Can Christians be inclusive? Everywhere you look everyone else is bending over backwards to show how inclusive they are. From businesses to banks, schools and charities, inclusion is our culture’s highest good and woe to you if you aren’t ‘included among the inclusive’.
There’s great pressure, especially for Christian youth, to denounce anything that would not affirm everything. This is especially true around the hot topic issues of sexual orientation and gender identity.
As a result even evangelical churches are jumping aboard the “inclusion train” believing that the way forward is for the culture to view the church as among those championing inclusion.
But what does “inclusion” even mean, and should Christians pursue it. And if so, how?
Derek Rishmawy wrote an excellent article called “How To Really Be Inclusive Like Jesus” in which he touches on a crucial distinction that Christians must make when pursuing a truly gospel centred definition of inclusion. This distinction is between inclusion as “renaming” and inclusion as “remaking” and is one that Christians need to arm themselves with if we are to remain faithful to true gospel witness.
Inclusion as “renaming”
Jesus was seen as a radical in his day because he broke social boundaries as he proclaimed the coming of God’s kingdom. A brief survey of the gospels would include the following sample of some of them:
- Male vs. Female (John 4)
- Jew vs. Gentile (Matthew 8:5-13)
- Old vs. Young (Mark 10:14)
- Clean vs. Unclean (Matthew 9:18-26)
- Righteous vs. Sinners (Matthew 9:9-13)
What made Jesus’ ministry so revolutionary was his willingness to rename these social barriers which essentially categorized people as “acceptable” vs. “unacceptable” to God. The name he gave them was “false”, or perhaps for some “obsolete” would be a better word. By the new covenant of grace supplied through his blood Jesus declared that all people were acceptable to God. The barriers could not longer be called barriers.
Inclusion as “remaking”
But declaring all people acceptable to God is not the same as declaring all things acceptable to God. Yes, Jesus denied these categories as grounds for exclusion from God, but he did not deny the categories themselves. In particular, he did not declare anyone acceptable by simply renaming their sin and calling it “righteousness”. Rather, he made them righteous by directly addressing the “self-excluding” condition their sin had created for them and calling them to repentance (literally turning away from it).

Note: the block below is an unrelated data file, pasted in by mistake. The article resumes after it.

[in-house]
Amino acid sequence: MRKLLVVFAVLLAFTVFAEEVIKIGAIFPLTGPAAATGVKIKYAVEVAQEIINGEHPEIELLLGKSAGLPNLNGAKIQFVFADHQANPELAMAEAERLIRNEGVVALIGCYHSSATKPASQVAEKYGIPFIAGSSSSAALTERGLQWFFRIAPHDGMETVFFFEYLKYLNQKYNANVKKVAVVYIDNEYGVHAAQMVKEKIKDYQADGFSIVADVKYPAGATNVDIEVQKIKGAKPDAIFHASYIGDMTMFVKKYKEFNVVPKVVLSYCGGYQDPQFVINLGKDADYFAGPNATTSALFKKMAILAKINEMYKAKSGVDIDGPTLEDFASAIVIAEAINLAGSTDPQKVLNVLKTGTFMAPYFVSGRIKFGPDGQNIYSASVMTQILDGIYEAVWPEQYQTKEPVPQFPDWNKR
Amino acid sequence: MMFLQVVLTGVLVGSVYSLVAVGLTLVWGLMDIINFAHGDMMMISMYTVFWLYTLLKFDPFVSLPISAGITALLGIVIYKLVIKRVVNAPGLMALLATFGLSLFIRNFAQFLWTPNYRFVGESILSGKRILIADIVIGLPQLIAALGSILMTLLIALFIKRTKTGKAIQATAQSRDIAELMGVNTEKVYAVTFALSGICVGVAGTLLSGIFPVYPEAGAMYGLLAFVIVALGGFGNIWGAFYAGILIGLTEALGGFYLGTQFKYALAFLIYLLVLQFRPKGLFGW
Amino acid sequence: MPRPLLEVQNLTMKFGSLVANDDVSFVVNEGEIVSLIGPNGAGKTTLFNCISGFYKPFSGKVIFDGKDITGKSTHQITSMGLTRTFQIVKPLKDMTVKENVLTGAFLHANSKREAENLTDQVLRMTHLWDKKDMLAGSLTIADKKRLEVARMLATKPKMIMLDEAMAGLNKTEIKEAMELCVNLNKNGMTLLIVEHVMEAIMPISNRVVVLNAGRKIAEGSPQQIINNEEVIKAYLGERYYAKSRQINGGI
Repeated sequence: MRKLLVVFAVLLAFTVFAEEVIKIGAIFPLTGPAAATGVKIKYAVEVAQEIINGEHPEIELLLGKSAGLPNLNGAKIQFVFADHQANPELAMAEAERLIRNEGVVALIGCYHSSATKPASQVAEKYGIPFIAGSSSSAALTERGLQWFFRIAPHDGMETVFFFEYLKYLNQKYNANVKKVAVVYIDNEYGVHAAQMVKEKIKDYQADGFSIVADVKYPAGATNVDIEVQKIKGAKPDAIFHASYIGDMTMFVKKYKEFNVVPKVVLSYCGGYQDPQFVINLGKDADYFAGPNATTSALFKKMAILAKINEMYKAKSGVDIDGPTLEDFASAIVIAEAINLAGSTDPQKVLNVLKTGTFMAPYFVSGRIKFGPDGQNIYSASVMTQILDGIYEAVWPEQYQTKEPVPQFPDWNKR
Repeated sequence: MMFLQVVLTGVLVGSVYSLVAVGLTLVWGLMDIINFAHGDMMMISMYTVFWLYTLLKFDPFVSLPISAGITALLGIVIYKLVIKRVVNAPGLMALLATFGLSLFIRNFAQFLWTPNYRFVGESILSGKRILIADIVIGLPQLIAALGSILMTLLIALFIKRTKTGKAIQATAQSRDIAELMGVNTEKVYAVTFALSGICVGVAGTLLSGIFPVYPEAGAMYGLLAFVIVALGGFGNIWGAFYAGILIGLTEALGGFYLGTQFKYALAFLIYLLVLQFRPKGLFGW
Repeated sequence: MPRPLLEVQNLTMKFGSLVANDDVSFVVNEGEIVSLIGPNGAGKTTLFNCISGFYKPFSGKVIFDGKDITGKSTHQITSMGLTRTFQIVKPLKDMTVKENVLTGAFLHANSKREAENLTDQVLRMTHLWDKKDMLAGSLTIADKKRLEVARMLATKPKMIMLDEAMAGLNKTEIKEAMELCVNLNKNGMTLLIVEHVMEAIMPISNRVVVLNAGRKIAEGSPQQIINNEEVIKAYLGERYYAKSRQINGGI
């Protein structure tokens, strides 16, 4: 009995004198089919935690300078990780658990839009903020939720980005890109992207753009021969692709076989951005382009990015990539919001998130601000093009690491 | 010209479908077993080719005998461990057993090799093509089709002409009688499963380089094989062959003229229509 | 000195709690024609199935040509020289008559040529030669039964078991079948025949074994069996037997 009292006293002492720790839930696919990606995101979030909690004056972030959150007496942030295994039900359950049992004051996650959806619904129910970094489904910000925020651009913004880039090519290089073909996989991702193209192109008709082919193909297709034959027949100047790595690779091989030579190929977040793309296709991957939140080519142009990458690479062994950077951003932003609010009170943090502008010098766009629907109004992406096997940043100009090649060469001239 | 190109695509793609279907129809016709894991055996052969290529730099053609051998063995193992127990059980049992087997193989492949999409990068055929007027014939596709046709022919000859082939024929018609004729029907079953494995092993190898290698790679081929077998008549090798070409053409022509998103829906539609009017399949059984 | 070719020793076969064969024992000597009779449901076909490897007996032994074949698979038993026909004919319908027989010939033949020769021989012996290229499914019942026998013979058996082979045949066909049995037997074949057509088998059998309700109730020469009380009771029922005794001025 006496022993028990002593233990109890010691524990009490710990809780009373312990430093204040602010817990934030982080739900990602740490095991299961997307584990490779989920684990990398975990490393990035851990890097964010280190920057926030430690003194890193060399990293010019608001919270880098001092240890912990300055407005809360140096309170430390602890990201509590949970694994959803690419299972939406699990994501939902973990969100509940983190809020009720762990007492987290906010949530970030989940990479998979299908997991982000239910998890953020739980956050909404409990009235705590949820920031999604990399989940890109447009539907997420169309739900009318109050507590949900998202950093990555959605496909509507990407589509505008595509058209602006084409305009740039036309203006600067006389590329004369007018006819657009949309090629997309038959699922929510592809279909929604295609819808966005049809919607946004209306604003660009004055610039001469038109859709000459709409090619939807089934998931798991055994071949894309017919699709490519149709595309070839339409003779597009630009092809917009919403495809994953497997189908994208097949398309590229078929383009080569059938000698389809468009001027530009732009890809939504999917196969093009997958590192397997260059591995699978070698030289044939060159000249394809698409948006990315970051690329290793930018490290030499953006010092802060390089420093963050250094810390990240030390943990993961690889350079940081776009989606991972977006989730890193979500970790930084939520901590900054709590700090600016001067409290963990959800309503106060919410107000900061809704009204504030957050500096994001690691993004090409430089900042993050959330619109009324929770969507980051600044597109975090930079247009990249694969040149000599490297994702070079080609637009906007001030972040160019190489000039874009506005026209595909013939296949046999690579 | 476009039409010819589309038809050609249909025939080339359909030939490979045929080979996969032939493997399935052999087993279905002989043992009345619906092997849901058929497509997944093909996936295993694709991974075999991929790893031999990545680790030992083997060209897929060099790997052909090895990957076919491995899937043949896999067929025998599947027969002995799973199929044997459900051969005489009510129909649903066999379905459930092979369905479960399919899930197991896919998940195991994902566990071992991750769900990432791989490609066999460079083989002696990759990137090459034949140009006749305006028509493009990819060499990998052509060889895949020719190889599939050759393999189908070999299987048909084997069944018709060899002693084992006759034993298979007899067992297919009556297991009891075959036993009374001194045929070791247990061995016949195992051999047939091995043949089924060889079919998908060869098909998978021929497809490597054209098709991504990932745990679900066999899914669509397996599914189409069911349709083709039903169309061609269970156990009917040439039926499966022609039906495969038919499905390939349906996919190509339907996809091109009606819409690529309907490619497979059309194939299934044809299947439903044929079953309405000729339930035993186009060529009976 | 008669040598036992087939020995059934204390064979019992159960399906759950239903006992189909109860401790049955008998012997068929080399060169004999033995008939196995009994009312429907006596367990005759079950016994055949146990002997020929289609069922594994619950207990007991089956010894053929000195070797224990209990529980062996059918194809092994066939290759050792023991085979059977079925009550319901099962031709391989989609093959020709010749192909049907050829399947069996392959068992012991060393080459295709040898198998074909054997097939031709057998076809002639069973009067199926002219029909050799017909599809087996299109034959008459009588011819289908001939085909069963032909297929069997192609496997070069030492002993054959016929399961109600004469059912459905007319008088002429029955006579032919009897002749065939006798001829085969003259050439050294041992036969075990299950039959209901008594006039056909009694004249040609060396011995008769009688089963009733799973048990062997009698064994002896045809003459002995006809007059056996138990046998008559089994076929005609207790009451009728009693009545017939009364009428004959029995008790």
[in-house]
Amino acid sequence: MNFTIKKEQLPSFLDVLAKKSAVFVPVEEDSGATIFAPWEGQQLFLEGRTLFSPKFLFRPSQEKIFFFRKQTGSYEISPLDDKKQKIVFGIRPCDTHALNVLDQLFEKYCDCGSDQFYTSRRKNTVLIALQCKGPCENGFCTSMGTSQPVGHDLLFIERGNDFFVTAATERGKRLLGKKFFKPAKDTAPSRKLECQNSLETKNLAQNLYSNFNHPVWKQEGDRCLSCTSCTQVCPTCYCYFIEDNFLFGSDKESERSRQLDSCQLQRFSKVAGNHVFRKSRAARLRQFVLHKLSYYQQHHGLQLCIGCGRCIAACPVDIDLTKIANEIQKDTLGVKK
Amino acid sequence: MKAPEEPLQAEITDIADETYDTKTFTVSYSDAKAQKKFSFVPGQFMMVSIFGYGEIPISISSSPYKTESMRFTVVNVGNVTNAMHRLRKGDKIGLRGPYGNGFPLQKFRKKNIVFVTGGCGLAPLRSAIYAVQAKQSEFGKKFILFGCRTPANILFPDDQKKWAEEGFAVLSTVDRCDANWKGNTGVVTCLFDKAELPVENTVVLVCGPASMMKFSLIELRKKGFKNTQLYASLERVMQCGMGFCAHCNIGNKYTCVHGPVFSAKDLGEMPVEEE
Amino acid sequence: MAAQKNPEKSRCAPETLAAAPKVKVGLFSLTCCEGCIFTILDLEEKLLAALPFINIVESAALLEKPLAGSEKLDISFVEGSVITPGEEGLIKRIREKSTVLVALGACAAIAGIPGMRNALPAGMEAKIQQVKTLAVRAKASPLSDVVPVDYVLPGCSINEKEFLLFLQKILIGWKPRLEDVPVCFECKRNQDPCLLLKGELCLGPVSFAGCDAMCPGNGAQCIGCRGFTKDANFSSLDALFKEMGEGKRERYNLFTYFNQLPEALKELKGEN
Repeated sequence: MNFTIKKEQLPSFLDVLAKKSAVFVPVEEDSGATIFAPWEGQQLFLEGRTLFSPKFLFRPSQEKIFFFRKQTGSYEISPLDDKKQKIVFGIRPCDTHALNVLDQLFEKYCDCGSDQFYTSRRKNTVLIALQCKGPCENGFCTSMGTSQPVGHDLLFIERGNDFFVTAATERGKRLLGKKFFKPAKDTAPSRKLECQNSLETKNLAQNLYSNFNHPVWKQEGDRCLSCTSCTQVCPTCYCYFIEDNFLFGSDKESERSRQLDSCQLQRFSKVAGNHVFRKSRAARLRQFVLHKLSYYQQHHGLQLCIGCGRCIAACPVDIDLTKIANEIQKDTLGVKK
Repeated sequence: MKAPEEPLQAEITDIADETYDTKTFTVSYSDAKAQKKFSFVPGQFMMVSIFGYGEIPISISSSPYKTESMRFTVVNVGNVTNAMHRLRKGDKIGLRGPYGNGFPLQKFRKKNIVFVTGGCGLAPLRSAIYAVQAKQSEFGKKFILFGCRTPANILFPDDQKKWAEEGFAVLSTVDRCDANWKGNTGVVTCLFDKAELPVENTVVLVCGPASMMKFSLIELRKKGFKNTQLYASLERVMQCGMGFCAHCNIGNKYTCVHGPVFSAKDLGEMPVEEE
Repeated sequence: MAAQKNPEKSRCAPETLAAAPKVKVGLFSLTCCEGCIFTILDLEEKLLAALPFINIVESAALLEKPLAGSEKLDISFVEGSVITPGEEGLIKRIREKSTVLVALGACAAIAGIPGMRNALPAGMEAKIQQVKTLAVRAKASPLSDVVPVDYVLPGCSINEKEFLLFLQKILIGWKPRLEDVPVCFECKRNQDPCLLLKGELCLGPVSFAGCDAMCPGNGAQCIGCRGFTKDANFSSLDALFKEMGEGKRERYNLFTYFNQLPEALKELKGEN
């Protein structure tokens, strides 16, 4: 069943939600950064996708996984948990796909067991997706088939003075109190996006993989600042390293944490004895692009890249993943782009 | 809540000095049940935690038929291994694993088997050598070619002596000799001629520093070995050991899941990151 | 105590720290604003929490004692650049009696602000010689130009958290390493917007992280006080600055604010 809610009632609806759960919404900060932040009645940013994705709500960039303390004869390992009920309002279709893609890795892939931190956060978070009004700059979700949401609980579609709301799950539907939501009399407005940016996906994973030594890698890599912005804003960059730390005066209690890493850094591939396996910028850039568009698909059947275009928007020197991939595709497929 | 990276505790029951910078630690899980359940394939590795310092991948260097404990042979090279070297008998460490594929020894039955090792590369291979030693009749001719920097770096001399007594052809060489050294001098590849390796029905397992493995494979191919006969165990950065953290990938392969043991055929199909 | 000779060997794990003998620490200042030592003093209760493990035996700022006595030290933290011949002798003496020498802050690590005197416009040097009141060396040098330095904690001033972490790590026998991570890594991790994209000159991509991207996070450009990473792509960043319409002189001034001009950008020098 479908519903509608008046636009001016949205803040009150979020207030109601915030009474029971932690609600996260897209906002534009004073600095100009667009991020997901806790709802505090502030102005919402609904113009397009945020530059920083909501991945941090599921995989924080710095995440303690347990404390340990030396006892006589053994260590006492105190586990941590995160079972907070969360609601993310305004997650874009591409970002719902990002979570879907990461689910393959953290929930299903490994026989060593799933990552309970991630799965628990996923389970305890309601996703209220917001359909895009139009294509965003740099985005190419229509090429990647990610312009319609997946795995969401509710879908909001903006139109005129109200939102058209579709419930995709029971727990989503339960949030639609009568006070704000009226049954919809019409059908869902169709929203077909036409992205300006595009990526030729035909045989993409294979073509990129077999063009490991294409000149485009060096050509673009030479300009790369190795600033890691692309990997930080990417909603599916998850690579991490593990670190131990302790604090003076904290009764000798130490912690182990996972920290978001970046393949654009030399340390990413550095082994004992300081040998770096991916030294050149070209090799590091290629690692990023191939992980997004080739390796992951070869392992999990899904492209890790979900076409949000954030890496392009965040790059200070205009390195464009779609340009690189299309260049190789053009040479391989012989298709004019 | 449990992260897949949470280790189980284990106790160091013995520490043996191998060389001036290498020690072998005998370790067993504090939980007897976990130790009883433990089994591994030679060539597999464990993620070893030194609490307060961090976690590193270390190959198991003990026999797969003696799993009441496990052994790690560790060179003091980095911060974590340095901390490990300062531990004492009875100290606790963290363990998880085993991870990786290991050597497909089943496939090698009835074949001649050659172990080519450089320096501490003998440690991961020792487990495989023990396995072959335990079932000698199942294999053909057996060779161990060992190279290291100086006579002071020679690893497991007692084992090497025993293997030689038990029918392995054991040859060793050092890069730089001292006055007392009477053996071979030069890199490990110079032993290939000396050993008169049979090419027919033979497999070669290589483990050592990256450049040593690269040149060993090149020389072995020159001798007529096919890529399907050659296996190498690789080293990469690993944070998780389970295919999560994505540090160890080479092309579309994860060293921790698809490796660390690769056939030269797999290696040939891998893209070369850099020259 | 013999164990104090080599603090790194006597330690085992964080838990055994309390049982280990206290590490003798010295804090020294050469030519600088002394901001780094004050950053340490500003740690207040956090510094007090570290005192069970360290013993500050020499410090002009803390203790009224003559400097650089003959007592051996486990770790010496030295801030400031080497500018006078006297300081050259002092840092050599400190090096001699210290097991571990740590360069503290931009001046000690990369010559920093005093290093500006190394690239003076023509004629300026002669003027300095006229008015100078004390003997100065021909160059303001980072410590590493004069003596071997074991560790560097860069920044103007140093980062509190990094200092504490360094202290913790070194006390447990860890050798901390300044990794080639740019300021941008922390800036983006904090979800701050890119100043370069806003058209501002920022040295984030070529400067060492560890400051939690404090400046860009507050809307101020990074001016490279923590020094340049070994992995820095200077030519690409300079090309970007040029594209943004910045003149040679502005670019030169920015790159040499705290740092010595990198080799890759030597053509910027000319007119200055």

In so doing, Jesus included people into God’s kingdom by “remaking” them in righteousness. He confronted them with their sin, extended them forgiveness and then called them to leave their sin and walk in righteousness after his own example. This was true for everyone, whether tax collector (Mark 2:13-17; Luke 19:1-9); prostitute (Luke 7:36-50); or anyone seeking life apart from God (Matthew 16:24).
Jesus is inclusive by freely forgiving anyone of their sin. But remember that forgiveness by definition implies guilt. We proclaim no gospel of inclusion where we are not at the same time willing to graciously call a person away from that which excluded them from God in the first place.
Christians and churches are struggling over this pressure to become more inclusive. This distinction of “renaming” vs. “remaking”, however, is one that ought to think deeply upon lest we confuse the two.
Certainly we are still encountering and sadly even contributing to false categories that wrongly brand people as “unacceptable”. By the blood of Christ these categories of exclusion are to be renamed “false” and done away with. Christ came to save sinners, and that includes everyone.
At the same time, we must remember that the message of this “inclusive” gospel is one that calls people to put to death what excluded them from God in the first place, namely their sin. According to Jesus everyone who sins is a slave to sin (John 8:34), so to truly extend the free gift of inclusion into the kingdom means that we must be willing to do the hard work of not only naming the sin which holds them in bondage, but also helping them walk as Christ remakes them in freedom from it.
Originally published Sep 4, 2018, updated Aug 17, 2021.